Didymodon umbrosus

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Identification notes

This underwhelming and not particularly common plant is found in damp shaded calcareous habitats, usually manmade, including damp brickwork and masonry, kept moist by the seepage of water. It forms small watery-green cushions that are usually encrusted with lime deposits. The leaves are often flexuose and are spreading/recurved. The leaf base, visible with a hand lens if you can peel off a leaf, is composed of large hyaline cells. Under the microscope the basal marginal cells are narrowly rectangular. It produces protonemal gemmae.

It has a similar colour and tendency to become encrusted as Eucladium verticillatum, but the leaves are longer and more flexuouse and the basal cells are different. Didymodon sinuosus has similar shaped leaves and grows on damp brickwork but it is a larger and darker plant, usually without the lime encrustation. Perhaps the most common lookalike is a decomposing cushion of Didymodon vinealis.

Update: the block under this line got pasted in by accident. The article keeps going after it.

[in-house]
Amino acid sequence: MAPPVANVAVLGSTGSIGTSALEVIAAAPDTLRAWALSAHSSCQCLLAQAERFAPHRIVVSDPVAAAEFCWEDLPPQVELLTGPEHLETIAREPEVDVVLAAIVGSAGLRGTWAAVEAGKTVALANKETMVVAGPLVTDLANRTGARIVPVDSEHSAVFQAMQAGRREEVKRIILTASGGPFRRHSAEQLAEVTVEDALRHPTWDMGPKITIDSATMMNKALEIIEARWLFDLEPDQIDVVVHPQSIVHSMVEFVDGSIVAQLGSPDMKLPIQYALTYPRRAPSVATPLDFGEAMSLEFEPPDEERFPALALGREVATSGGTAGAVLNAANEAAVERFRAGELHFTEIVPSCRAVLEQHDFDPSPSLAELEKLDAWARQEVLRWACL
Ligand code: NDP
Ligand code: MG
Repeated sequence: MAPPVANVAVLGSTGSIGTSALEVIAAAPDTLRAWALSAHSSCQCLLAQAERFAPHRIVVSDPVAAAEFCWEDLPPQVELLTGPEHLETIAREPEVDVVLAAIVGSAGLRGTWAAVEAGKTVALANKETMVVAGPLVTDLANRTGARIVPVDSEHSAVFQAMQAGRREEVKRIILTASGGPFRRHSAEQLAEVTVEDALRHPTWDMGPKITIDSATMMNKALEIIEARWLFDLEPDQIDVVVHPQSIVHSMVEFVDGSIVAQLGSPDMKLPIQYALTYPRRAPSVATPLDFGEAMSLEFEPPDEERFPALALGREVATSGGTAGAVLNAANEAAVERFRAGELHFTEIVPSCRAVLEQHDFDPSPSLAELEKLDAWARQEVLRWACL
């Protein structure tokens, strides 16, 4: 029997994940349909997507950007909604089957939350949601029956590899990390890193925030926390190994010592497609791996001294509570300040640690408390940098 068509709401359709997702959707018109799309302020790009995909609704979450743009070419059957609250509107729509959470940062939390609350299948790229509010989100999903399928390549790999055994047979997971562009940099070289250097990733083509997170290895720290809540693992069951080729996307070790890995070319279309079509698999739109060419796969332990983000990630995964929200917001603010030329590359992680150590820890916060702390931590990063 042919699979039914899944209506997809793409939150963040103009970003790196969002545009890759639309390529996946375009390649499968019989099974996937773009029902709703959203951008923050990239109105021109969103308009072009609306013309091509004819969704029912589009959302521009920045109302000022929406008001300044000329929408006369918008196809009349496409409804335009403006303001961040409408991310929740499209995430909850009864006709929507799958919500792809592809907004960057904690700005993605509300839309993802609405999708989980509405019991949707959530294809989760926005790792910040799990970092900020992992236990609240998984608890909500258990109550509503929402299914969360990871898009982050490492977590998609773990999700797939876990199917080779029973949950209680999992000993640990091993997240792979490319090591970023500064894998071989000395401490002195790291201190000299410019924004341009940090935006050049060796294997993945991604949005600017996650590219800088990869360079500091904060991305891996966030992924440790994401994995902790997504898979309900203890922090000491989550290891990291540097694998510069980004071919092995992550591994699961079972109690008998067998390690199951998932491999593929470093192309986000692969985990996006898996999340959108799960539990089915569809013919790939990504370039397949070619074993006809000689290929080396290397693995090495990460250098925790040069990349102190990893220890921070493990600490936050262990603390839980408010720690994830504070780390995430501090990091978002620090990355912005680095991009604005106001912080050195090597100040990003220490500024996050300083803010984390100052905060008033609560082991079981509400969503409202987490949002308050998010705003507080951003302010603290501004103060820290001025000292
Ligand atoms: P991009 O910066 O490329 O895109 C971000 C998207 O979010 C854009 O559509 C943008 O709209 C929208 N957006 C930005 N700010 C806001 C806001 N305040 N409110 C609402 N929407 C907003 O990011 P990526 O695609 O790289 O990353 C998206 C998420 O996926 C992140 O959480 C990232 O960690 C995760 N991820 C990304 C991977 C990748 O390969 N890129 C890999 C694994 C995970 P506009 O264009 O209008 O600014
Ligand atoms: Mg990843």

Read the Field Guide account

Distribution in Great Britain and Ireland

This has a south-eastern distribution, with a concentration of records in Cambridgeshire, where generations of bryologists from Harold Whitehouse onwards have become particularly skilled in finding it.

View distribution from the BBS Atlas 2014

Resources you may find useful

The Bryophyte identification page under Resources contains additional information on the genus Didymodon.

Bryophyte identification resources

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